In today’s highly competitive, knowledge-based economy, the hunger for innovation and fresh ideas is greater than ever. Ideas and intangible assets such as patents, copyrights, trademarks and designs, known as intellectual property (IP), now have as much value as tangible assets.
A look at the world’s youngest self-made billionaires, such as the founders of Facebook, Snapchat or Airbnb, demonstrates how much an innovative idea that is well executed can be worth. However, with less than 1 per cent of IP thought to be insured, many businesses are not taking the necessary steps to protect these valuable assets.
“The increasing number of IP-related lawsuits each year and a rise in the damages awarded means businesses without IP insurance are playing a dangerous game that could cost them millions and lead to the destruction of the company itself,” says Aoife Woulfe, an underwriter at specialist insurer Tokio Marine Kiln. “Today, a company’s IP can relate not just to its brand and designs for products, but also to the processes and algorithms it uses to create its competitive advantage – all of which can be under threat.”
Any business that is manufacturing, marketing or selling goods or services runs the risk of being accused of infringing the IP rights of a third party. According to a recent report by PwC, average damages from patent lawsuits in the United States have surged to $7.3 million in the past five years. In addition to possible damages, companies will need to foot the cost of legal representation, which the World Intellectual Property Organization estimates to be on average between $3 million and $10 million.
Many companies are unaware that IP insurance even exists
For many companies, these legal fees alone are a cost too large to bear. “This is where IP insurance could be crucial in protecting a company’s bottom line,” says Ms Woulfe. “The insurance we offer at Tokio Marine Kiln covers representatives’ fees and expenses as well as damages awarded, so CEOs and their lawyers can rest assured if they are subjected to an infringement case.”
Patents are essential to ensuring a fair and ethical playing field. Registering a patent secures an invention or process, enabling the owner to control its use and maximise profitability. However, there are companies that see the patent system not as a regulator, but as a potential revenue stream. “Businesses should be wary not only of potential lawsuits from competitors, but also from non-practicing entities, known colloquially as ‘patent trolls’,” says Ms Woulfe.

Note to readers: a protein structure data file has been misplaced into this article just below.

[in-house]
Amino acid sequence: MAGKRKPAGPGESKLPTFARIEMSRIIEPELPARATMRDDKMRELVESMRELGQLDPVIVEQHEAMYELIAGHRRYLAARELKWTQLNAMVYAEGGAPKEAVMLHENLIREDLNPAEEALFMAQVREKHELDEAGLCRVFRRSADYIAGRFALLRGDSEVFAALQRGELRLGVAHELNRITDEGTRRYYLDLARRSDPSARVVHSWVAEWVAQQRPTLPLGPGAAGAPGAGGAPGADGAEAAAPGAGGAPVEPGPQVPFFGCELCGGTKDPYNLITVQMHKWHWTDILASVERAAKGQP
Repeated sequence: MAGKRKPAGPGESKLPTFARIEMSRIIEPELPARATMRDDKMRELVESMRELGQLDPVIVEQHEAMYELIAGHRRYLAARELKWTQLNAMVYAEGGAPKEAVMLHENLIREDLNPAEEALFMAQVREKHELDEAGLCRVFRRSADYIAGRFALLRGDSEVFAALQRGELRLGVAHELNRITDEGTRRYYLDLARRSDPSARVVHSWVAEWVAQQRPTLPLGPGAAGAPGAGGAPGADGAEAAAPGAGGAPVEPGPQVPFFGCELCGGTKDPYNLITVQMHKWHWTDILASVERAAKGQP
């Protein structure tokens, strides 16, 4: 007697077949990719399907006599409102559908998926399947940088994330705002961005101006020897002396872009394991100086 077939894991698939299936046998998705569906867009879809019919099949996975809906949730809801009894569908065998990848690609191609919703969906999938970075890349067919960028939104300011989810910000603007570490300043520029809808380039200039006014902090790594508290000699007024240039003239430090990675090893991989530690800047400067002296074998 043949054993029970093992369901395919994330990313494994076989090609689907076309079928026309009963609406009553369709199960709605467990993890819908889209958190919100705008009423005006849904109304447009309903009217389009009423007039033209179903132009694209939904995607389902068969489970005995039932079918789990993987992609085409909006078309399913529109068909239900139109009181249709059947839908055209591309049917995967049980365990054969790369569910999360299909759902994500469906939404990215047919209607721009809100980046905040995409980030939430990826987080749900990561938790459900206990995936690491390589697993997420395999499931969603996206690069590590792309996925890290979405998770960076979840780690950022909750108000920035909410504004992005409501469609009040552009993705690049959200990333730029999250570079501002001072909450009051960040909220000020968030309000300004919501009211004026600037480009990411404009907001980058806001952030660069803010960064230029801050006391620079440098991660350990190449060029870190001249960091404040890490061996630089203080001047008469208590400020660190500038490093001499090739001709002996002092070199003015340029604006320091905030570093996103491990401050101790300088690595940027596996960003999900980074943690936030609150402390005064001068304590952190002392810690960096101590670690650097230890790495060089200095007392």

“Patent trolls are companies that generate income through patent lawsuits and licensing requests. These companies target businesses whose products or services have allegedly infringed one of their own patents. They will then approach the business and demand they stop using the process or product, or allow them to continue using the process in exchange for past and future compensation – sometimes with devastating financial consequences for the company in question.”
The number of patents being filed each year is on the rise with more cases being brought to court and an increasing number of these suits are believed to be the result of patent trolls.
In the US, the ten parties that filed the most patent lawsuits in 2016 were all patent trolls, according to a recent report by Lex Machina.
“While patent trolls were previously only really an issue in the US, they have begun to appear in the UK, the EU and Asia. The cost of defending cases from patent trolls could put a small company out of business, but patent trolls also pose a serious threat to large businesses, which can suffer a huge loss as a result of multiple cases,” adds Ms Woulfe.
Many companies are unaware that IP insurance even exists, she says. “The IP insurance market is vital to any business providing goods or services, but many companies have been self-insuring this risk for years and are only just realising there is a possibility to transfer that risk to insurance,” she explains. “We are working closely with businesses in all sectors, from product manufacturers to online retailers, to raise awareness and provide an important element of risk management via insurance.”
With so much at stake for businesses in the UK and Europe, it’s clear that companies of all sizes need to act now.
For more information please visit www.tokiomarinekiln.com
CASE STUDY: INSURING AGAINST PATENT TROLLS
When a letter from a patent troll arrived at the offices of Energetic Trading* threatening legal action and demanding compensation for patent infringement, the team understood how significant the effect on the business could be.
People far beyond the technology industry were talking about the $22-million compensation bill that Apple had been ordered to pay Acacia Research Corp, but Harry Carpenter*, chief executive of Energetic Trading, which manufactures and supplies monitoring equipment for the energy sector, had never considered he might find himself at the centre of a similar legal battle.
Lawyers appointed to represent Energetic Trading advised it was unlikely that any court would grant the trolls an injunction preventing them from making the component in question, so they decided to challenge the inflated royalty demand. After a long period of legal wrangling and escalating legal fees, Energetic Trading agreed to pay damages and legal fees to the patent troll totalling £2.5 million, significantly below the projected cost had they lost the case at trial.
Fortunately, the Tokio Marine Kiln intellectual property insurance policy that Energetic Trading had in place paid their legal costs and the damages, which enabled them to continue trading.
*Names are hypothetical and this case study is based on our experience of a number of clients.